D&D Pharmatec announced today that it is collaborating with Yale to optimize two approaches to treating brain cancer and other disorders.
The sponsored research agreement is slated to work with two novel approaches that allow immune system cells and drug molecules to bypass the blood-brain barrier (BBB) when treating brain cancer, among other diseases, according to a news release.
Yale’s team developed an approach in which vascular endothelial growth factor C (VEGF-C) is leveraged to stimulate the growth of lymphatic vessels in the brain. Studies performed with the administration of VEGF-C into the cerebrospinal fluid of mice with glioblastoma resulted in the migration of immune system T cells into tumors, rapid clearance of the tumors and a long-lasting anti-tumor memory response. Combined with an immune system checkpoint inhibitor, the treatment significantly extended the survival of the mice.
The second approach seeks to address shortcomings related to pathways and drug delivery platforms that are currently being explored as solutions to overcome the BBB. Existing options are limited by the molecular weight of the therapeutic being delivered or they use unnatural disruption of the barrier which can increase the risk of unwanted side effects.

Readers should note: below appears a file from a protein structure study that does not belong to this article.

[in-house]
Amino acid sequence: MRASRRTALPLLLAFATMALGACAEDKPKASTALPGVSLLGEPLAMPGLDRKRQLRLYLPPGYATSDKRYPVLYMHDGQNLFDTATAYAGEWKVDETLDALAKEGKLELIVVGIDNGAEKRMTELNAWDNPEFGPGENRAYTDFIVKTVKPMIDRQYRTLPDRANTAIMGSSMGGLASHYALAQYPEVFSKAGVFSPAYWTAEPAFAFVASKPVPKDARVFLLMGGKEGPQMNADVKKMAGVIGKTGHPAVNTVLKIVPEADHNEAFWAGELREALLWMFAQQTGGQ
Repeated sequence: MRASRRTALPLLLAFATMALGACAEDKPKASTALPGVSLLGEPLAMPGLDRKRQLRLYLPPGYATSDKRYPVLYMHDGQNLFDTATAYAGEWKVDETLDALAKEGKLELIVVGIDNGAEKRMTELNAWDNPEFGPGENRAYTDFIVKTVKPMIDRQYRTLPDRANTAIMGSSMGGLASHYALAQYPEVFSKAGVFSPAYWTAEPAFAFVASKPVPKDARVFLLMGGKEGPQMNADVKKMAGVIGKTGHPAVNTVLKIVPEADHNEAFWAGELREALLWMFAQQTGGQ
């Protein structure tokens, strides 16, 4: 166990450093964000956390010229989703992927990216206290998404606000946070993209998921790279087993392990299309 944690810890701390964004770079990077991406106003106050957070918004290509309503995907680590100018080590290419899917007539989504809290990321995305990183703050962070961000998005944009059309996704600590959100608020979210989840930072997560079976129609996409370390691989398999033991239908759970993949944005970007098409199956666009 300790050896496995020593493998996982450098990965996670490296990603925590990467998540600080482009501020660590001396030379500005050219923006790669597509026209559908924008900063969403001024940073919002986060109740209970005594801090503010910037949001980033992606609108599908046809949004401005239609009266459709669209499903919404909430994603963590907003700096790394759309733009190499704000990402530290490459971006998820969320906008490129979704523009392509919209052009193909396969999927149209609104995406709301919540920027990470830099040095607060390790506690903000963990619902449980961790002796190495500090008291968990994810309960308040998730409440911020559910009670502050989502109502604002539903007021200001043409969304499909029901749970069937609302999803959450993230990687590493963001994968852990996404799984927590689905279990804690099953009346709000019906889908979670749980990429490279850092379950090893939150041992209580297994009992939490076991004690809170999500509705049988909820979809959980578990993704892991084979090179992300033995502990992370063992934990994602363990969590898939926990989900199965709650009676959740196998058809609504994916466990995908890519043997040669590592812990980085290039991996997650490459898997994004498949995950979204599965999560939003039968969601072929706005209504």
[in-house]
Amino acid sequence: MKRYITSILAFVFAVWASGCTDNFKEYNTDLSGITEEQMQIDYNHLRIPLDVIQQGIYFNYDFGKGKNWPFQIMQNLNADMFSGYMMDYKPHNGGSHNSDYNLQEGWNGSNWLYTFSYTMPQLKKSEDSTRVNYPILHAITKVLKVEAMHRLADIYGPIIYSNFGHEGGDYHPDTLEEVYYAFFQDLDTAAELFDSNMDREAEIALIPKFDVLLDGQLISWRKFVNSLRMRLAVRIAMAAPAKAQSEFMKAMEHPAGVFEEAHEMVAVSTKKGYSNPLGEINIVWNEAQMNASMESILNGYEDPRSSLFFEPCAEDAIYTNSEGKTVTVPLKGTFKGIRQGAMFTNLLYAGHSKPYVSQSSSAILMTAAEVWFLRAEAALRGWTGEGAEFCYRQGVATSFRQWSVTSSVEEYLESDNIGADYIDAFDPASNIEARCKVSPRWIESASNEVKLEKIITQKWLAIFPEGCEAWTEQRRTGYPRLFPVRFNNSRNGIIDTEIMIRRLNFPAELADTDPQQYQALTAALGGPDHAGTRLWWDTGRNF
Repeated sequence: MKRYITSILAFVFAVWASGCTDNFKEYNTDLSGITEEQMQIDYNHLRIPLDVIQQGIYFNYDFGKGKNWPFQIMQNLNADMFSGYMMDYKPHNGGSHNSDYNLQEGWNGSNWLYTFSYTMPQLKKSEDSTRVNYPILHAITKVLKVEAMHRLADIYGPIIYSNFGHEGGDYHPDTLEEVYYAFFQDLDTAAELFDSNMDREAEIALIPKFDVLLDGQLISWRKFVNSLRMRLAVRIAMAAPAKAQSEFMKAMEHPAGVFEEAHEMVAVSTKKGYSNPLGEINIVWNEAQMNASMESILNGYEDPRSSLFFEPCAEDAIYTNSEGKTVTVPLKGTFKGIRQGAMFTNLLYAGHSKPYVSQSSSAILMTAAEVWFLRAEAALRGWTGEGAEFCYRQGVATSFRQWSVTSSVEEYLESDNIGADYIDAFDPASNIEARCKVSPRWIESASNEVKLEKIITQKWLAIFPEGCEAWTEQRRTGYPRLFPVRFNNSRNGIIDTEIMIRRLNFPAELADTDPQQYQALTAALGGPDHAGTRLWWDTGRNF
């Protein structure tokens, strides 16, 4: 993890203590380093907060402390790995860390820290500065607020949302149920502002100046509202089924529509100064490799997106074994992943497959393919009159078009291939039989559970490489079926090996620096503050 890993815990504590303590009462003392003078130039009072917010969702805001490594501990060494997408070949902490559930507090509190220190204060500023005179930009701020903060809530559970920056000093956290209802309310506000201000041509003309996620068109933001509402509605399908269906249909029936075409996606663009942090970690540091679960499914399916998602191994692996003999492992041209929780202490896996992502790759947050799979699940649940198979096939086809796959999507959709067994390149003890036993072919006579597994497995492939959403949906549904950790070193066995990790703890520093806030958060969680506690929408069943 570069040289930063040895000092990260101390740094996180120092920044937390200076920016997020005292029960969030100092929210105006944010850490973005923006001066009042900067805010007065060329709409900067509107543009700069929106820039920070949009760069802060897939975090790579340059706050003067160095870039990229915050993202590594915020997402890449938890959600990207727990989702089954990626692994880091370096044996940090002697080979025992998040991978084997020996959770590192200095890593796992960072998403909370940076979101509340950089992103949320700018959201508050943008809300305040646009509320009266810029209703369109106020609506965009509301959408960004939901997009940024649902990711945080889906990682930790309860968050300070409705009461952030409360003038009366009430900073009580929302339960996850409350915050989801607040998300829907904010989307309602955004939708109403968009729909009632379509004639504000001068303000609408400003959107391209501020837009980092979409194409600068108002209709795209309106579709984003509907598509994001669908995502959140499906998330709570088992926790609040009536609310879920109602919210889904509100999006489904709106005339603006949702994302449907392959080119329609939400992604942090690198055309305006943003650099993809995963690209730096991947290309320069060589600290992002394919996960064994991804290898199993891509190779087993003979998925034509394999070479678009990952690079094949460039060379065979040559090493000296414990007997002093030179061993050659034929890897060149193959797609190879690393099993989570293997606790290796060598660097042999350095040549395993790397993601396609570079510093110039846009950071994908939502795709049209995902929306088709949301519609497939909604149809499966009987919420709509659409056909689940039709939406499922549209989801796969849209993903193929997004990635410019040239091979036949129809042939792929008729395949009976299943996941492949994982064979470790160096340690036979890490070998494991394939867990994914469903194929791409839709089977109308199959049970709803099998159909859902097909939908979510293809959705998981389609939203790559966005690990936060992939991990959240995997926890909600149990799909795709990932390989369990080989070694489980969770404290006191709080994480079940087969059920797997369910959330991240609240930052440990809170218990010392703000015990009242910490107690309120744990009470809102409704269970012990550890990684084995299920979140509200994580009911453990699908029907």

“The bottleneck of effective treatment for brain cancer and other diseases of the central nervous system (CNS) is not the discovery of pharmacologically-active compounds, but the lack of a safe and effective method of delivery to the brain,” D&D Pharmatech president & CEO Seulki Lee said in the release. “The new approaches the team at Yale is exploring to bypass the BBB offer the potential to address some of our most challenging diseases.”
Akiko Iwasaki, professor of immunobiology and an investigator for the Howard Hughes Medical Institute, will serve as the principal investigator for the collaborations.
“We are excited to partner with Dr. Iwasaki and her team at Yale to develop promising approaches to treat brain cancer and other debilitating CNS diseases for which there are no viable treatment options” Lee added. “D&D’s pipeline of therapeutic and diagnostic candidates represent breakthrough science from leading academic institutions and visionary researchers. We look forward to collaborating with the Iwasaki lab to build on their impressive results and expand our pipeline.”